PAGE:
Our next Struggle to Stay story comes from someone who might be familiar to you -- Mark Combs. He’s a veteran who helped us produce a documentary last fall called Still Taking Casualties.
The documentary features veterans speaking about how their experiences in war taught them what it means to support their fellow soldiers.
And our host Jessica Lilly speaks with Pulitzer Prize-winning writer Eric Newhouse, author of Faces of Combat.
This week, we'll listen to an episode from 2016, when we first heard from Mark Combs. He and four other veterans speak about the invisible scars they bring home from active duty.
Suicide is a major problem for veterans all across the country. But the problem is even worse in rural areas, according to the U.S. Department of Veteran Affairs (VA). On this week’s episode, veterans in West Virginia share their stories about what it’s like to return home from war, and what veterans are doing to help and support each other.
We’ll hear what the VA is doing to partner with non-profits in West Virginia to reach more veterans in rural areas.
The number of veterans who die by suicide is staggering. A 2012 study from the Veterans Administration found that 22 veterans commit suicide every day, though a 2016 study by the VA says the rate is probably closer to 20 per day.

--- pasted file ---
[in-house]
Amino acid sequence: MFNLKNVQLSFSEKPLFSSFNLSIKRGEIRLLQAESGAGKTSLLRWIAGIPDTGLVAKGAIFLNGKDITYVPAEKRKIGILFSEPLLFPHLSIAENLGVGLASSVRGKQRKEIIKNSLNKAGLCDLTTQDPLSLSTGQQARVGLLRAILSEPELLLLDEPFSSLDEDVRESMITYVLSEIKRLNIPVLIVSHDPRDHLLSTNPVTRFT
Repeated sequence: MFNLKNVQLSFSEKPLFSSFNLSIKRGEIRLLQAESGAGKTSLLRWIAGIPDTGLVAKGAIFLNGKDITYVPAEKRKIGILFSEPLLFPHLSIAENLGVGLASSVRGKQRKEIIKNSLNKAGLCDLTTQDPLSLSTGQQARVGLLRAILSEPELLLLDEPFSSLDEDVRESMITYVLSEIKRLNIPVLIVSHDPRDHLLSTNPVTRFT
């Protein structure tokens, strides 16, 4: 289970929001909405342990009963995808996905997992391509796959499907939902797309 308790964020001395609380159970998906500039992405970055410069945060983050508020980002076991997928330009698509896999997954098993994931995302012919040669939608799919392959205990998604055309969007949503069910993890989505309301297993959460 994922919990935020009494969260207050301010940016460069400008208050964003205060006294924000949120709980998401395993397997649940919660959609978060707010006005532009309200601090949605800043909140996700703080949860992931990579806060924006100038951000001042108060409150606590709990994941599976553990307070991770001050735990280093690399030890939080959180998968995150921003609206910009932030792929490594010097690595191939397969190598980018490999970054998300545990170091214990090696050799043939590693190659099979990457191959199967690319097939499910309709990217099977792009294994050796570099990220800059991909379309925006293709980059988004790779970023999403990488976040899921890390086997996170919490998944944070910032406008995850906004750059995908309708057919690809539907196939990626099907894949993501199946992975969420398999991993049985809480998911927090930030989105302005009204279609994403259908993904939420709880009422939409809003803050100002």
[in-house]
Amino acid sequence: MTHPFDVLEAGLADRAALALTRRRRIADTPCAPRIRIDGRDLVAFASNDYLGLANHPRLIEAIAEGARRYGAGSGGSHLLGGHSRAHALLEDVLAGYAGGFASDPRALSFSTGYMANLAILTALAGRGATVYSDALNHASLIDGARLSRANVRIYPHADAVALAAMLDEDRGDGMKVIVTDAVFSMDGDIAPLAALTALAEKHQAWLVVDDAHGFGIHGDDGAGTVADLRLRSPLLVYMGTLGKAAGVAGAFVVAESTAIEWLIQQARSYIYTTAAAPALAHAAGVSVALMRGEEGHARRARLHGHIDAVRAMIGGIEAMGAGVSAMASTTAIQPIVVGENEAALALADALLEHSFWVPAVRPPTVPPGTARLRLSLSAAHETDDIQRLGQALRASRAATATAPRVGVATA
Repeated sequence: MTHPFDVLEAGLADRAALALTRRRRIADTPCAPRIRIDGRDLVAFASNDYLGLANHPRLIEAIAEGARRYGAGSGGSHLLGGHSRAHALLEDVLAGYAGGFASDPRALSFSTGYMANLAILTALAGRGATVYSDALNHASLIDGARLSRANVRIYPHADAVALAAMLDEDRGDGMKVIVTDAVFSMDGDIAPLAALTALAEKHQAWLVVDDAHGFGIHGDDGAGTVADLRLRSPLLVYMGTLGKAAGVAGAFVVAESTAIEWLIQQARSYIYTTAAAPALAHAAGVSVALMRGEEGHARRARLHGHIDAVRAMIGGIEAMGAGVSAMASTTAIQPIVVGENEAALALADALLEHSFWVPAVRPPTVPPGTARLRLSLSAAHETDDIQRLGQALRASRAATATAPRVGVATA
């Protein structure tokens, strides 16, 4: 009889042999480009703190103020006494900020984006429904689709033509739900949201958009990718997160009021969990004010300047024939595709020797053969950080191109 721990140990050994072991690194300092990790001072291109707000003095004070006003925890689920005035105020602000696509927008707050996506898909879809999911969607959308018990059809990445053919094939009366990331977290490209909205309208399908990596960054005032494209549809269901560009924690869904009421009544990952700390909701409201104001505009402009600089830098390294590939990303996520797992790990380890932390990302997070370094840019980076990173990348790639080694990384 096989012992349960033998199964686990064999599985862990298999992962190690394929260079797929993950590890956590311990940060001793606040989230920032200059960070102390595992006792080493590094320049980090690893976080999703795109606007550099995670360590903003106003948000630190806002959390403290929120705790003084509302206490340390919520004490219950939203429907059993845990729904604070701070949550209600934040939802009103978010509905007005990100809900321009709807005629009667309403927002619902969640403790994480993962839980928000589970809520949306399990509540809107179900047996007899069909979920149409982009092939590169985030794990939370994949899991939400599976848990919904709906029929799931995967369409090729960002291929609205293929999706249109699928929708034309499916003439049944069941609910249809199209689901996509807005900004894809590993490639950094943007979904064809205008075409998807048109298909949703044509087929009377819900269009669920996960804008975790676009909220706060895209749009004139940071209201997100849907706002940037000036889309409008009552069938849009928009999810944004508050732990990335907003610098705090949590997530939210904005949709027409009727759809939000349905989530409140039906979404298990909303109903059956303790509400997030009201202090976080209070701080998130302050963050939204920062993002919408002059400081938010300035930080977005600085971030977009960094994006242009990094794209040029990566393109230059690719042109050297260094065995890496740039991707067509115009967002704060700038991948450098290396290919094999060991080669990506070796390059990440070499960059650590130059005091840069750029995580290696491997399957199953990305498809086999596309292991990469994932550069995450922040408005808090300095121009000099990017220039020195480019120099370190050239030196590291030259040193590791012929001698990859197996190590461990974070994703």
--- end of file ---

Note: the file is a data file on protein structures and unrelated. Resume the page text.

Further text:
This episode features the voices of five of these veterans who were featured in Still Taking Casualties.
- Damien Gavis, who accompanied special forces to rural towns to build relationships in Afghanistan.
- Mark Combs, a veteran and the host of a recent documentary entitled “Still Taking Casualties.”
- Christopher Morris, a Corporal who suffered a traumatic brain injury who came back, went to college, and lost his veteran roommate to suicide.
- Jeremy Harrison, a veteran who has tried to help his fellow brothers and sisters in arms by becoming a therapist.
- Sarah Leifeit, a veteran who served for 12 years and two tours, one in Iraq and one in Afghanistan, who was sexually assaulted.